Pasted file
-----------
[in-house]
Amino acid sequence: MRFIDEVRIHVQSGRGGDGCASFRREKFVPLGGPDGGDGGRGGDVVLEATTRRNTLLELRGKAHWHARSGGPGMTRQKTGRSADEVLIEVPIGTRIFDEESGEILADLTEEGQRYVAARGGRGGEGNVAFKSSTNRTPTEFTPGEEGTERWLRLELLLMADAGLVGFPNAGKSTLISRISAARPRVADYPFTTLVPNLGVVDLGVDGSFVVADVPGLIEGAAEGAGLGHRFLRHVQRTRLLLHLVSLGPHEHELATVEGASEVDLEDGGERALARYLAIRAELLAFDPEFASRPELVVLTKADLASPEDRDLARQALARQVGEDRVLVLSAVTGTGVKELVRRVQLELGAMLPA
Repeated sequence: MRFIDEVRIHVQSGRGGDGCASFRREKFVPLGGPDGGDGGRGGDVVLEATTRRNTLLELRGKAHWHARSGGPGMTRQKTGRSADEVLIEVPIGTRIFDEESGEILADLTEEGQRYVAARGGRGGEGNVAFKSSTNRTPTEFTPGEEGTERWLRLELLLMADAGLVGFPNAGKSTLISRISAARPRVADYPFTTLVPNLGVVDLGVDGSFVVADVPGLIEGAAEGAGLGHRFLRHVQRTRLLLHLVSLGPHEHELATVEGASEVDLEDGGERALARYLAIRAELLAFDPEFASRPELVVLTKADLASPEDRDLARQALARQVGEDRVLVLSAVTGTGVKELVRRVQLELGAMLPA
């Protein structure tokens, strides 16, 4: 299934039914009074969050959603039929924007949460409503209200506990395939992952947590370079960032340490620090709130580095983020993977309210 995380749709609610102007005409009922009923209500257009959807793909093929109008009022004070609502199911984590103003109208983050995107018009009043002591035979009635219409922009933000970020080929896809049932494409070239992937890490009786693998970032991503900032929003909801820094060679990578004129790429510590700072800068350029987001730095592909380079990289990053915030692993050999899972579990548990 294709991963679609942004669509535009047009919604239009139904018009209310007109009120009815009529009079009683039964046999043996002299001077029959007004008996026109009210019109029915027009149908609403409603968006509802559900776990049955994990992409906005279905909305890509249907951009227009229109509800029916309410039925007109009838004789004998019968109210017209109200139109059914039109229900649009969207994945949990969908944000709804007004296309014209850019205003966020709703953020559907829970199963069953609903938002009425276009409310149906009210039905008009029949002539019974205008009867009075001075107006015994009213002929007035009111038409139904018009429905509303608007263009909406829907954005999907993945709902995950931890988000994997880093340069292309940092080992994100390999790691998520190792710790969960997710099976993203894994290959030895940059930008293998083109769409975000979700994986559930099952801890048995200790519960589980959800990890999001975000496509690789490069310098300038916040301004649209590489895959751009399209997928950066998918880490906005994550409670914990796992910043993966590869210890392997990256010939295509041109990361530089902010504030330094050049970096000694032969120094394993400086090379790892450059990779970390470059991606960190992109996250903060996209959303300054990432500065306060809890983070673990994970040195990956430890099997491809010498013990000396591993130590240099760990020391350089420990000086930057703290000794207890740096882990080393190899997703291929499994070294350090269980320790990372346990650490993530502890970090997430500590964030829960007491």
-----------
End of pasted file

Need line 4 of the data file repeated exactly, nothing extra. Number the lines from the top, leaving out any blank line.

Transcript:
């Protein structure tokens, strides 16, 4: 299934039914009074969050959603039929924007949460409503209200506990395939992952947590370079960032340490620090709130580095983020993977309210 995380749709609610102007005409009922009923209500257009959807793909093929109008009022004070609502199911984590103003109208983050995107018009009043002591035979009635219409922009933000970020080929896809049932494409070239992937890490009786693998970032991503900032929003909801820094060679990578004129790429510590700072800068350029987001730095592909380079990289990053915030692993050999899972579990548990 294709991963679609942004669509535009047009919604239009139904018009209310007109009120009815009529009079009683039964046999043996002299001077029959007004008996026109009210019109029915027009149908609403409603968006509802559900776990049955994990992409906005279905909305890509249907951009227009229109509800029916309410039925007109009838004789004998019968109210017209109200139109059914039109229900649009969207994945949990969908944000709804007004296309014209850019205003966020709703953020559907829970199963069953609903938002009425276009409310149906009210039905008009029949002539019974205008009867009075001075107006015994009213002929007035009111038409139904018009429905509303608007263009909406829907954005999907993945709902995950931890988000994997880093340069292309940092080992994100390999790691998520190792710790969960997710099976993203894994290959030895940059930008293998083109769409975000979700994986559930099952801890048995200790519960589980959800990890999001975000496509690789490069310098300038916040301004649209590489895959751009399209997928950066998918880490906005994550409670914990796992910043993966590869210890392997990256010939295509041109990361530089902010504030330094050049970096000694032969120094394993400086090379790892450059990779970390470059991606960190992109996250903060996209959303300054990432500065306060809890983070673990994970040195990956430890099997491809010498013990000396591993130590240099760990020391350089420990000086930057703290000794207890740096882990080393190899997703291929499994070294350090269980320790990372346990650490993530502890970090997430500590964030829960007491």